A greater investment is needed in people
26th August 2020 by Holly Ferguson, OFC Scholar 2020
Holly Ferguson is a Precision Dairying Scientist with SRUC, and attended the OFC for the first time in 2020. Sponsored by SRUC, she was joined by Jack Munro and Kerry Cartwright, early-career colleagues and students from different faculties at the college. “There is a great need for more corporations, education institutes and societies to invest in their people.” was just one of their take-home messages.
SRUC sponsored three early-career colleagues and students, one from each faculty, to attend and participate in the prestigious Oxford Farming Conference as Scholars.
Kerry Cartwright, Jack Munro and Holly Ferguson were given this unique opportunity to attend, meet new likeminded industry professionals, witness top speakers and get involved in exploring current issues facing farming.
The Oxford Farming Conference incorporates seminars, debates and many networking opportunities.
The Scholar’s programme creates a platform for young professionals to question the industry, debate contrasting agricultural views and learn about those who have achieved great and novel industry success, as well as those who have faced great difficulty.
The Oxford Farming Conference theme this year was “Growing a Healthy Society”; a theme the scholars explored further through tutorials, such as exploring what “sustainability” means and how McDonalds (Scholar’s Programme main sponsors) could do more to safeguard sustainably in the future of farming.
Ideas included innovation on farms, whether through use of technology or resources, financial incentives for sustainable choices, considering waste (particularly relevant for McDonald’s) and investing in sustainability education, both for farmers and the public.
Sustainable farming was a recurring theme, highlighted by ‘Inspiring Farmer’, Helen Browning, who urged the crowd to “live as if you’ll die tomorrow but farm as though you’ll live forever”.
The politics session was a particular highlight, drawing a vast crowd and including talks from the Secretary of State for Environment, Food and Rural Affairs, Theresa Villiers, NFU President Minette Batters, Professor Fiona Smith and Friends of the Earth CEO Craig Bennet. The session opened with a truly inspiring speech by Minette Batters in support of British farming; praise for our high standards of animal welfare and production, for our sustainability and action on climate change and a call to Government for a Food Standards Commission to ensure the protection of these standards during Brexit negotiations.
Henry Dimbleby’s speech on the UK’s National Food Strategy and the subsequent debate once again focussed on sustainability. Dimbleby spoke of building a “robust food system, providing affordable, safe and nutritious food, good for us and the environment and future-proofed”.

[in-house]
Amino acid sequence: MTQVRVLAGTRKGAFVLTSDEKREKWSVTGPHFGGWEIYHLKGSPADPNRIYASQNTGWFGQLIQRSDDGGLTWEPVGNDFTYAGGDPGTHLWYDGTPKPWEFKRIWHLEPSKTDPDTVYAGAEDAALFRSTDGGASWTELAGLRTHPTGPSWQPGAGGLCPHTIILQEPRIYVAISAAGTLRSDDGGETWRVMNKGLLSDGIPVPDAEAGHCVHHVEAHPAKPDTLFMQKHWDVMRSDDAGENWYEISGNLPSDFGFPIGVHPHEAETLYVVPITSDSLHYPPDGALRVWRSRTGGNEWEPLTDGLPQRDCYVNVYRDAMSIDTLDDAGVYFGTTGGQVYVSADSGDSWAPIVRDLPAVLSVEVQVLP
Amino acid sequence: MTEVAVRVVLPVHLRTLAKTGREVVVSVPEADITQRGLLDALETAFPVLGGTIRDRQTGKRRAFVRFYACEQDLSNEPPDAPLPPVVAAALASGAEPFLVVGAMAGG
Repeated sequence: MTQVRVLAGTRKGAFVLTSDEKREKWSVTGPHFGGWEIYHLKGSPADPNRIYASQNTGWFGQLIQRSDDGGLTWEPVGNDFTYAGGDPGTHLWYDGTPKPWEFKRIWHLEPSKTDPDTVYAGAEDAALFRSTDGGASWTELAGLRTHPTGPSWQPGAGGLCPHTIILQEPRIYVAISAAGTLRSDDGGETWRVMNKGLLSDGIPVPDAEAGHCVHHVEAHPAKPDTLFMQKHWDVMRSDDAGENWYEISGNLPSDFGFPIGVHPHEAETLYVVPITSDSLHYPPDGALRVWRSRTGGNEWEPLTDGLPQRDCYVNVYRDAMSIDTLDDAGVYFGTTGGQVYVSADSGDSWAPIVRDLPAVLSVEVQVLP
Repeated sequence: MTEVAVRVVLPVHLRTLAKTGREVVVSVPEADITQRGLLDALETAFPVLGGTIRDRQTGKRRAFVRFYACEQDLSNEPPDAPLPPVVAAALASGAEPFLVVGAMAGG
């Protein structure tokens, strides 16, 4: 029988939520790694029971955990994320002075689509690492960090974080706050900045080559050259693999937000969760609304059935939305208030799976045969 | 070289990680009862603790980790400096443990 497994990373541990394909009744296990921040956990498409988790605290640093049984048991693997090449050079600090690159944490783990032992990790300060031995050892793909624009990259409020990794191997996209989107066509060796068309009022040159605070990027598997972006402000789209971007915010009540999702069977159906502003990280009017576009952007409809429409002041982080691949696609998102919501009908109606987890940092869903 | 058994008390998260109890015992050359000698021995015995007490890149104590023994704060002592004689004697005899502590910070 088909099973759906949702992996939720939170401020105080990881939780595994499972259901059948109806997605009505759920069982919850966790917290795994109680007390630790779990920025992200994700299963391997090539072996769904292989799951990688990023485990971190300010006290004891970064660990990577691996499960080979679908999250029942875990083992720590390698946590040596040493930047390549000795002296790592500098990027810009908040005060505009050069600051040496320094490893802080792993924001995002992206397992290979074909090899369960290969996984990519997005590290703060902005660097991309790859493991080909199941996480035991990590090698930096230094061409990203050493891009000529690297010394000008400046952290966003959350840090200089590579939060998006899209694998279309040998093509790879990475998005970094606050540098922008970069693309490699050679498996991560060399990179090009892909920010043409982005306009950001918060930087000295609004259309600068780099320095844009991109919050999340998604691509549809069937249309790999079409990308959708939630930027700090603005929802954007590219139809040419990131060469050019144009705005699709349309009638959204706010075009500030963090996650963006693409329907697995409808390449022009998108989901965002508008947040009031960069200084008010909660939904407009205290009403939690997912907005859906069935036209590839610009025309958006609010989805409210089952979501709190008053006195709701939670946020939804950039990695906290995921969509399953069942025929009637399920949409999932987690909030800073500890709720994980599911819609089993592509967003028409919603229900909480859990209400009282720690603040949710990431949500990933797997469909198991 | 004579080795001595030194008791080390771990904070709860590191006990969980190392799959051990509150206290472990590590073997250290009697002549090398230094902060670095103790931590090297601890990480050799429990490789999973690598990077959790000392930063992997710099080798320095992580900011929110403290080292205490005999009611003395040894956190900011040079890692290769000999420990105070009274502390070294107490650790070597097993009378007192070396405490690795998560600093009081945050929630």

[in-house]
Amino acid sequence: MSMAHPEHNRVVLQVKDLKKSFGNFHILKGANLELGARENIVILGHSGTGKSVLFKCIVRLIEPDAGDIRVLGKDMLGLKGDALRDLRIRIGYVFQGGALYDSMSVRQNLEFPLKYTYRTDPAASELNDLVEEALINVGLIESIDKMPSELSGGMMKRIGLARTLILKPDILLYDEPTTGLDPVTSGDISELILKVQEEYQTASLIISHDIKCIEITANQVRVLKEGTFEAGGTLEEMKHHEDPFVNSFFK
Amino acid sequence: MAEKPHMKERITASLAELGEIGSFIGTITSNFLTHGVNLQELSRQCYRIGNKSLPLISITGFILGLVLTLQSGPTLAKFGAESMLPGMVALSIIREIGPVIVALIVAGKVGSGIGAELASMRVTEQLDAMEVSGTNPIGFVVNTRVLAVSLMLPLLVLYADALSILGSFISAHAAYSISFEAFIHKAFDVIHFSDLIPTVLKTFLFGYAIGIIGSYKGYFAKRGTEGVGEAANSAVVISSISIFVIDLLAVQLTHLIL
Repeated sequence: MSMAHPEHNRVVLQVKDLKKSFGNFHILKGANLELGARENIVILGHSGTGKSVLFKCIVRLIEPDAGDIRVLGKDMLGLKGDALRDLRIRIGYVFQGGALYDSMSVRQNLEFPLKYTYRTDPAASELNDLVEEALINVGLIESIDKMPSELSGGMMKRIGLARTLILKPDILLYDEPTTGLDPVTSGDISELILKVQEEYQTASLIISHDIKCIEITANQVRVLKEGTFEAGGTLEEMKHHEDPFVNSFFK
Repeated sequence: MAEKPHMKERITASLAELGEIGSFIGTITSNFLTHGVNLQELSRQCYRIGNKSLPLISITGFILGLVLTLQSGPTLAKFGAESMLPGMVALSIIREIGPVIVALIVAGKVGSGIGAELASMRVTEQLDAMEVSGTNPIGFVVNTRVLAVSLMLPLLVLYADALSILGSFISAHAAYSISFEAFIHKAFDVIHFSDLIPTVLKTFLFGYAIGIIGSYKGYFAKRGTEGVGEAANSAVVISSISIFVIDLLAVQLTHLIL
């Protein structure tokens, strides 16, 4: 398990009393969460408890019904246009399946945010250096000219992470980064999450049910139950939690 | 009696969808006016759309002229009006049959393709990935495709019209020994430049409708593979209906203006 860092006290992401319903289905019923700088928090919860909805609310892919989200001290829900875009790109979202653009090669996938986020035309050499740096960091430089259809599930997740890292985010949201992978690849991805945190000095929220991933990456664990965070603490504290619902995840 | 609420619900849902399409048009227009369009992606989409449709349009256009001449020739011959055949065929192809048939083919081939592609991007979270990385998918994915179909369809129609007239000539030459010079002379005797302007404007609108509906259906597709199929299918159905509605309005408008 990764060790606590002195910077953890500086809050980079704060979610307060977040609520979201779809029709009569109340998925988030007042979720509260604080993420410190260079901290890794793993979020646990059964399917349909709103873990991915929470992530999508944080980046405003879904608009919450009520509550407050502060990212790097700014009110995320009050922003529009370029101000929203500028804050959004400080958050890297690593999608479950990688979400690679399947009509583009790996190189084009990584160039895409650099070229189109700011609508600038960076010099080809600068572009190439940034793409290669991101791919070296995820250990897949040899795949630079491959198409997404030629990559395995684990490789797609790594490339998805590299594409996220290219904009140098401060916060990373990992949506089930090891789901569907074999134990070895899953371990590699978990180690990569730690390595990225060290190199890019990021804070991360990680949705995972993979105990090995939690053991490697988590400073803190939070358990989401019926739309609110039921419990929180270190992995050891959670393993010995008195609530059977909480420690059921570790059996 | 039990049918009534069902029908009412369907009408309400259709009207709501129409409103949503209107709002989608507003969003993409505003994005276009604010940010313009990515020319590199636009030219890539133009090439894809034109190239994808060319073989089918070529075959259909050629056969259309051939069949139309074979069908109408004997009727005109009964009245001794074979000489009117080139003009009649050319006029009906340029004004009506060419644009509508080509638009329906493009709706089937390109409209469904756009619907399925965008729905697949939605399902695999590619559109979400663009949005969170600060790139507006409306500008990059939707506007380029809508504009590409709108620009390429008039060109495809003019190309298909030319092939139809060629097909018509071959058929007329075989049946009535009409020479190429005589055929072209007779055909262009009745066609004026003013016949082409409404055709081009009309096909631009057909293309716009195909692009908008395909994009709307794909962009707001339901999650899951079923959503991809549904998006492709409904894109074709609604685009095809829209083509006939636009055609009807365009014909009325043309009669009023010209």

Minette’s request to protect standards was highlighted again, with a call to consider not only the environmental impact of UK produce but to apply the same standards to food imports, to allow the UK to become a leader in sustainable food production.
In contrast to much of the current media, the positives of red meat and dairy consumption were demonstrated in the science debate by Professor Alice Stanton, Royal College of Surgeons. Stanton highlighted the need for greater consumer awareness of the health benefits of meat and dairy and the negatives of supposed “healthier” options, such as meat alternatives. Her key take-home message was that “major reductions in ruminant agriculture (red meat and dairy) to reduce greenhouse gasses is very likely to harm human health, especially children in early year’s development”.
Further highlights on the three days included a breakout session on the positive role farming can play in mental health, where social prescriptions and “care farming” were explored.
The Inspiring Farmers session discussed overcoming difficulties and risk-taking with Helen Browning, Jago Pearson, Jekka McVicar and Alex Brewster as key speakers.
It was highlighted at the conference that there is a great need for more corporations, education institutes and societies to invest in their people and do what SRUC have done by sponsoring our attendance at the Oxford Farming Conference. Supporting young people in agriculture, giving them the tools required to flourish, to make mistakes, learn from them and become champions for the sector as it is a necessary part of UK Agriculture’s continued succession.
To find out more about the Scholar programme, email firstname.lastname@example.org